This is one of the first memorials to be built in Volyn to commemorate the Ukrainians who died at the hands of their former neighbors, relatives and their children’s godparents who were ethnic Poles. So far we have heard only about isolated graves of the Ukrainian victims of the ethnic massacres, mainly near Orthodox churches. Meanwhile, representatives of the other side of this unjust civil war, the Poles, managed to publicize their losses much louder. Amazingly, honoring almost thousand Ukrainians who were killed in the village of Sahryn on the Polish side of the Bug River borderline in the 1940s was discussed already in 2006, but the memorial in Sahryn is yet to be unveiled. Volyn regional administration has to send the builders there several times a year to repair the already-erected obelisk. The latest official date for the Sahryn memorial unveiling is late summer or early fall of this year. President Komorowski even proposed to Viktor Yanukovych to hold unveiling ceremonies for two memorials at the same time, one in Sahryn and another in Volyn where Polish settlement Ostrowek once stood. However, the obelisk in Ostrowek has already been unveiled and the local victims have been put to rest, while the Sahryn memorial matter is still ignored.
Recent event in the small and very picturesque Volynian village of Honchy Brid (Kovel district) was made possible by the head of the Volyn Regional State Administration Borys Klimchuk. His own grandfather perished there during the ethnic massacre. Of course, one can follow the official line and attribute erection of the memorial to the fallen Ukrainians in the village only to “the regional program of commemoration of the victims of wars, political repression and deportations.” But would not the tragedy seem closer if one knows about it from his infancy? A Honchy Brid native Lidia Harlinska recalls those terrible events: “The first group of Poles came out of the forest, from the direction of the village of Vivchytsk. Our village was captured by surprise. People fled, the attackers fired on them. Some were half-naked. Shouts, screams, and sobs filled the village. The Poles burst in the houses, robbed all that was to be seen, led horses out of the stables, harnessed them to the carts and loaded the loot on them. Old Marko Kulachok did not have time to escape and hid on the stove. They cut him in half and poured millet into his head. Bodies of the slain Savichuk pair lay near our house on the log. Their four children were left without any caregivers, and two of the children later starved to death. My father and I did not run through the village, we sneaked through gardens and kitchen gardens instead and made it to my grandmother’s house. Doors were open, and my grandmother’s relative lay in the pool of blood in the room. The grandmother herself would never flee her home. She was kneeling and praying to God when they came, and they shot her in the head while she was doing so.”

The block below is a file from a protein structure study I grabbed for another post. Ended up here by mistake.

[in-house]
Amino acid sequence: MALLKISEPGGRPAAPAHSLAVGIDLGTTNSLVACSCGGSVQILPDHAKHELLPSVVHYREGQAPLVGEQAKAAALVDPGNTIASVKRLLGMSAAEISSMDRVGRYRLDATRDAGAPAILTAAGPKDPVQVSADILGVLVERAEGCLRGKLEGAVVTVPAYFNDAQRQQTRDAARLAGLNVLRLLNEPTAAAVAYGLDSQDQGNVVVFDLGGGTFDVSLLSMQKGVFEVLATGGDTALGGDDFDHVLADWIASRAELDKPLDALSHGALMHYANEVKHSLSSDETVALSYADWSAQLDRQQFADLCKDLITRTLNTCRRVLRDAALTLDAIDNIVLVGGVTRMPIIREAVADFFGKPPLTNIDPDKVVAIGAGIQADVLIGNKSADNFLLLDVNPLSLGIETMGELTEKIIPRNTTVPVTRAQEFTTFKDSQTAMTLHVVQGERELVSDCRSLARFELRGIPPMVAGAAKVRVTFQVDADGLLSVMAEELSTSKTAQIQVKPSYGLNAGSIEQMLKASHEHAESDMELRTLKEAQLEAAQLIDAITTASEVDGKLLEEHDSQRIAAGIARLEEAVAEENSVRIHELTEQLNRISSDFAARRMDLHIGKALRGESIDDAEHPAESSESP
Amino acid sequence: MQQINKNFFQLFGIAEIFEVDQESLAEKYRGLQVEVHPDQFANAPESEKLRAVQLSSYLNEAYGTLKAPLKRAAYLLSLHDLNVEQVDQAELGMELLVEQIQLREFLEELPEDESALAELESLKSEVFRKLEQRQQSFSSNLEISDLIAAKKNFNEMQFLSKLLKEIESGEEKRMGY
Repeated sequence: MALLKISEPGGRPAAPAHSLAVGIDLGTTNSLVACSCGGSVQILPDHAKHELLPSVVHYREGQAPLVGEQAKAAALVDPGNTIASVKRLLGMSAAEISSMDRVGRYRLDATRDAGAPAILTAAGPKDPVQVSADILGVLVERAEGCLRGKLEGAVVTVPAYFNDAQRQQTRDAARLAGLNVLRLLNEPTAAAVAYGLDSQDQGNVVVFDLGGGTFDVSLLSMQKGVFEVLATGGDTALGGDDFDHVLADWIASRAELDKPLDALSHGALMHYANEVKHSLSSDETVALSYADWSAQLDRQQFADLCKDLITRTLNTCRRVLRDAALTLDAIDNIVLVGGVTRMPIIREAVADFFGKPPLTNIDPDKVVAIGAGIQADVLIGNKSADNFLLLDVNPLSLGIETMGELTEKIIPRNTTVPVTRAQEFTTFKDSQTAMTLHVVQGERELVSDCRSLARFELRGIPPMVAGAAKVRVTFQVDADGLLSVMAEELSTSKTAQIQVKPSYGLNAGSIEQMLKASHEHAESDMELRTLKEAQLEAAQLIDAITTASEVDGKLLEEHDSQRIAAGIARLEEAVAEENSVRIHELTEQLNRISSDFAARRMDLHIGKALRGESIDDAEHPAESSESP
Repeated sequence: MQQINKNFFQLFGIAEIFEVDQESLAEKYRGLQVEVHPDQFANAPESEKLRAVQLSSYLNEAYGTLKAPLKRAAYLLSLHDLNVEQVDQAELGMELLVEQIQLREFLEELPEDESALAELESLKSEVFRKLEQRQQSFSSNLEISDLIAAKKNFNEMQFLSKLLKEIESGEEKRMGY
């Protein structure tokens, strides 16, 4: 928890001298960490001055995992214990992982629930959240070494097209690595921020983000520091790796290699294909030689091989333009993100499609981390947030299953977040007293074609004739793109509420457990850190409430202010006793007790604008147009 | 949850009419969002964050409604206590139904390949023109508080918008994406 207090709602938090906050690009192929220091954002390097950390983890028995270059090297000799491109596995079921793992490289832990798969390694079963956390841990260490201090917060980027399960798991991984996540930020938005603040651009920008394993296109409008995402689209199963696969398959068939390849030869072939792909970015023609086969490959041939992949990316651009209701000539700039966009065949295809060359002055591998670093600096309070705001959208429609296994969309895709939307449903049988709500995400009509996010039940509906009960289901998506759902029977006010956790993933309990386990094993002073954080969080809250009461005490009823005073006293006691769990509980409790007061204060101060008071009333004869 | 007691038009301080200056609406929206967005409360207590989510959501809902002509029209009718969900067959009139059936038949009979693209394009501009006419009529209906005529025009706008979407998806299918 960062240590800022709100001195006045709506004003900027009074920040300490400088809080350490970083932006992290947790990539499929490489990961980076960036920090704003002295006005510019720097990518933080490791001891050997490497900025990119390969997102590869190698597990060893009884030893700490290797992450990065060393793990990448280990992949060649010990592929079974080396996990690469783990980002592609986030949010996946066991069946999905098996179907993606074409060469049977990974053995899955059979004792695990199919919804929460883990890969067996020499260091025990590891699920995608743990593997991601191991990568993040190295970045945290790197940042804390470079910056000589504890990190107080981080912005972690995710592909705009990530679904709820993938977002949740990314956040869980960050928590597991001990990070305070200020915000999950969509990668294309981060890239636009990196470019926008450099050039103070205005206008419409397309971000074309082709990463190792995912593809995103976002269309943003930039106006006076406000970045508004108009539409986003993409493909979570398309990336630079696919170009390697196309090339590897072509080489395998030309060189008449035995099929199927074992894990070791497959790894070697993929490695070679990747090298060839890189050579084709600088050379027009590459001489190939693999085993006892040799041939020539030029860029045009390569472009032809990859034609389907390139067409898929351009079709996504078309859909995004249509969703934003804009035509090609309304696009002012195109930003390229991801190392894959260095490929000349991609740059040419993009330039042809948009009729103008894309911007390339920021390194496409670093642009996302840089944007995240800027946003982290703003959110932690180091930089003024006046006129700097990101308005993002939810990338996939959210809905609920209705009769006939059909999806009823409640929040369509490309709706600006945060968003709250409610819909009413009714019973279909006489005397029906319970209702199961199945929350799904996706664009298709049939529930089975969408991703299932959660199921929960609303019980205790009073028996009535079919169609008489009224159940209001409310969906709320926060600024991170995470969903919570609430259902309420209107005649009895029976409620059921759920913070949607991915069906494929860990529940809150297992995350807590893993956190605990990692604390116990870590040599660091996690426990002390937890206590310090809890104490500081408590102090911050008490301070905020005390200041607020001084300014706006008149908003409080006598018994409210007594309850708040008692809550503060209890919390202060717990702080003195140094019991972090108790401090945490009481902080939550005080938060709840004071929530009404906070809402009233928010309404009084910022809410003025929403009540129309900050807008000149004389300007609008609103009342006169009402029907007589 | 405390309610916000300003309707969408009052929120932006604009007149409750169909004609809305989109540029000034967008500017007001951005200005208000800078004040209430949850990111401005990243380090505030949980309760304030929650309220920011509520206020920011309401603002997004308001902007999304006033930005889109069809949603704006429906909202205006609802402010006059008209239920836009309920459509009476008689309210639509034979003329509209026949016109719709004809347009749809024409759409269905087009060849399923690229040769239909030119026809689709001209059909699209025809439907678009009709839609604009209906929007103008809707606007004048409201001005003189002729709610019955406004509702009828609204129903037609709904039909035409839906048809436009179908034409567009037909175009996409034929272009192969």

By the way, Honchy Brid never forgot the ethnic massacre on the third day of the Epiphany celebrations in 1944, and the local parish held memorial service annually on this great holiday, remembering by name the slain villagers. The obelisk has been installed near the church namely because the faith unites people. “In memory of the Ukrainians from Honchy Brid and surrounding villages who perished during the Polish-Ukrainian conflict of 1943-44. Good Lord, you know them all by name. Forgive the sins of those who caused their deaths, too. Grant them resurrection and eternal life. May the memory of you, fellow countrymen, live forever. Your descendants,” reads the inscription carved on the obelisk. Two stelas complement the obelisk, containing the names of nearly hundred villagers who died a horrible death in their native homes.